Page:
St Albans priest posthumously accused of abuse by two victims
- Credit: Archant
A dead Catholic priest has been accused of historic sexual abuse by two victims in St Albans.
Father Thomas Heley came to the Parish of Ss Alban & Stephens St Albans in 1977, and stayed there until his death in 1986, during which time it was alleged he abused young boys.
One victim said: “I have been seriously affected by the childhood sexual abuse I experienced.
“It’s had a crippling impact on my ability to sustain relationships, as I feel I cannot trust people or let people get too close.
“It has had a major impact on my relationship with my son, I have been unable to be the father I could have been.
You may also want to watch:
“I have turned to alcohol as a coping strategy in order to block out the abuse, which in turn has led to me losing jobs and exhibiting destructive behaviours which has had a negative impact on those around me.
“It’s only recently I have felt able to disclose this abuse and I am currently struggling to process the emotions that this has bought to the forefront on my mind.
- 1 Traffic chaos caused by Redbourn Road works
- 2 St Albans mum tells son's story in new book
- 3 Revealed: Hertfordshire's most expensive villages
- 4 Shortages crisis hits district
- 5 Property Spotlight: A £2m family home on one of Harpenden's most desirable roads
- 6 Picture special: Pub in the Park returns to St Albans
- 7 St Albans Sirens overcome seasickness to complete charity Channel swim
- 8 Phantoms of the railway - the ghost lines of Welwyn and Harpenden
- 9 Farewell Paddington! Time for St Albans stalwart to say his goodbyes
- 10 Help reunite toy milk jug with new owner
“I feel I have not been able to lead the life that I could have had, which deeply saddens me and my family.”
After contacting the parish, the victims were told several allegations had been against Fr Heley at his previous posting in Cork from 1999 onwards.
A St Albans clergyman also said he had been told by superiors to watch Heley near altar boys.
The mother of one of the St Albans victims said: “That man was allowed into our community and our homes, he gained our trust, there was no indication that he was a paedophile.
“If we had been given some warning or there had been controls in place to prevent him from having access to children then we could have protected our innocent child from enduring the abuse and the ongoing, debilitating effects associated with child abuse.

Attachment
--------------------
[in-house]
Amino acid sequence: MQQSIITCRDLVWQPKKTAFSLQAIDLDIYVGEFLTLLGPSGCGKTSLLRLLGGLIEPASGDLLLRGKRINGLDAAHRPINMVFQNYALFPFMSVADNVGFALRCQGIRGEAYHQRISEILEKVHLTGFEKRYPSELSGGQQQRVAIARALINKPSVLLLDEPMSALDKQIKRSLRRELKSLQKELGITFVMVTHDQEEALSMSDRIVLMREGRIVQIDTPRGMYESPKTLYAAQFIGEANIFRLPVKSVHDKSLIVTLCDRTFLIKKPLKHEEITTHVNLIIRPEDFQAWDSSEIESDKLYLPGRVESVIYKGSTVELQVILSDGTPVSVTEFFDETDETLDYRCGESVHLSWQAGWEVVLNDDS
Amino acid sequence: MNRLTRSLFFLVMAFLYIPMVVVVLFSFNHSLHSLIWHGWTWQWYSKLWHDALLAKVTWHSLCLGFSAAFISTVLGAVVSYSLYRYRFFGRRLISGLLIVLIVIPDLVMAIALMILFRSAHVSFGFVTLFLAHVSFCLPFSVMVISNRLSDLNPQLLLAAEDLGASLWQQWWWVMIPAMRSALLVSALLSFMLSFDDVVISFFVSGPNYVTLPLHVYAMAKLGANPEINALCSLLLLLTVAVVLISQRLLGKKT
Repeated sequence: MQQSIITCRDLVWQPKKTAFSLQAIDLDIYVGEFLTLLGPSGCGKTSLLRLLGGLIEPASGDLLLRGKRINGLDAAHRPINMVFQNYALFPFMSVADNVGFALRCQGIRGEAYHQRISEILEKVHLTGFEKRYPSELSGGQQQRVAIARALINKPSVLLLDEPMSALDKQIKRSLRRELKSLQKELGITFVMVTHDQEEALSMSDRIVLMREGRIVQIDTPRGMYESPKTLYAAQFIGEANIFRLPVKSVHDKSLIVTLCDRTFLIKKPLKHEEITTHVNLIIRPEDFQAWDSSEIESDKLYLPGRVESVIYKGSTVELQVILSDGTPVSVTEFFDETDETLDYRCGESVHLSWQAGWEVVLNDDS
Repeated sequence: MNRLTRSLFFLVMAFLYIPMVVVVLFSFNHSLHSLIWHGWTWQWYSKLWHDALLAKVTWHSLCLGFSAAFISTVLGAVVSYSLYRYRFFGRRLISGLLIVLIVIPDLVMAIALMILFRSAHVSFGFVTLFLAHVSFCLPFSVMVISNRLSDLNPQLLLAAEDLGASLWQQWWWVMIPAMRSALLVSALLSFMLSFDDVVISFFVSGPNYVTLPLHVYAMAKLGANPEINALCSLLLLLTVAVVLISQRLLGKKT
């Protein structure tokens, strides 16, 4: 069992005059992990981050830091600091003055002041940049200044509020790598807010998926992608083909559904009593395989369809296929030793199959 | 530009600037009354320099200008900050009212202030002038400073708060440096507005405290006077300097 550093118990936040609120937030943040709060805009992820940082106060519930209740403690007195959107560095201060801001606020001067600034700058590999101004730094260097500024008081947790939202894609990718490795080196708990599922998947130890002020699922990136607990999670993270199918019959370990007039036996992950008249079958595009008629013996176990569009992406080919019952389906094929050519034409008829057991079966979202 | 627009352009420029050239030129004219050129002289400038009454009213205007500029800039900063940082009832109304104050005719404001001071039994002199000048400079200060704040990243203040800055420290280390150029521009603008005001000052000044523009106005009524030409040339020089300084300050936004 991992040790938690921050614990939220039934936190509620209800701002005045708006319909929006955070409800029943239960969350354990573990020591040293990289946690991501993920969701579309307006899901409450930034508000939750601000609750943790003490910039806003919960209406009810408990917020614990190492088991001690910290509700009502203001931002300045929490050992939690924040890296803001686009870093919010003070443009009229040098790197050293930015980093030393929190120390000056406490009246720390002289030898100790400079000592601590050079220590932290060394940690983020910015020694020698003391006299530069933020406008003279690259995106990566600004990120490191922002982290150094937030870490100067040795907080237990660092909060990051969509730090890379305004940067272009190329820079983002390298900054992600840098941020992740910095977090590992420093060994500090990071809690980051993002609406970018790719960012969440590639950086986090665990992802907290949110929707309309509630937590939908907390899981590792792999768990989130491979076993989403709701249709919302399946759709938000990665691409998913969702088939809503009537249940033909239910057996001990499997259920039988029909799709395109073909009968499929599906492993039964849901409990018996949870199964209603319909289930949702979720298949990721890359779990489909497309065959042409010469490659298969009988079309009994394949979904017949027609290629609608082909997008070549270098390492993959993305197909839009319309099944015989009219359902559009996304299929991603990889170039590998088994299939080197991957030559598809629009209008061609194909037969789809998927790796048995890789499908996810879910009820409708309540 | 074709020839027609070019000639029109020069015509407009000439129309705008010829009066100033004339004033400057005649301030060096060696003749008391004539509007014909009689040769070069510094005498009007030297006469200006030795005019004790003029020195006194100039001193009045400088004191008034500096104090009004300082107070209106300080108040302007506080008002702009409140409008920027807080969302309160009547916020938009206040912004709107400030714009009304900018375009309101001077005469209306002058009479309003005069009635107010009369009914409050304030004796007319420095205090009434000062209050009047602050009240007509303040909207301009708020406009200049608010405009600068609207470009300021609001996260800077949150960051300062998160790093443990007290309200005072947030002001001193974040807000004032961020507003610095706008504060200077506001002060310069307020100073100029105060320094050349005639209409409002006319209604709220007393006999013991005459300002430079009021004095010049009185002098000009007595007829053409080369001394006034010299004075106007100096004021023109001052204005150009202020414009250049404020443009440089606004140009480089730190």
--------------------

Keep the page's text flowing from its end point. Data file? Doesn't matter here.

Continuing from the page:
“Learning of this abuse has devastated us. We are heartbroken.”
The victims have reported Heley to Herts police, but because the priest is now dead he cannot be investigated.
A police spokesperson said: “Hertfordshire Constabulary has received a third party report regarding allegations of sexual offences in St Albans during the late 1970s and early 1980s.
“Unfortunately, due to the suspect being deceased there are no lawful lines of enquiry that we can pursue.
“We understand how distressing this must be for the victim as these types of crimes live with people all their lives and cause so much damage.
“We have signposted the reporting party to an independent support network for victims of sexual abuse.
“If you are subjected to sexual abuse, we urge you to make contact with us as soon as possible.
“Your report will always be taken seriously and you will be put in touch with specially-trained officers who will support you throughout the process.”
Fr Heley was originally sent to St Albans by Catholic charity The Missionaries of the Sacred Heart (MSC).
MSC are a charity of priests who minister within the catholic church. Charity representatives recently enjoyed a private audience with the Pope.
In response to the abuse allegations, the charity said: “We have received historic allegations one of our priests based at St Albans sexually abused some young people.
“MSC fully accept and acknowledge the immense pain, harm and distress suffered by persons who have been abused as well as their families - and we encourage any person who has been abused to report it.
“We want to assure everyone MSC rigorously implement our child protection guidelines.”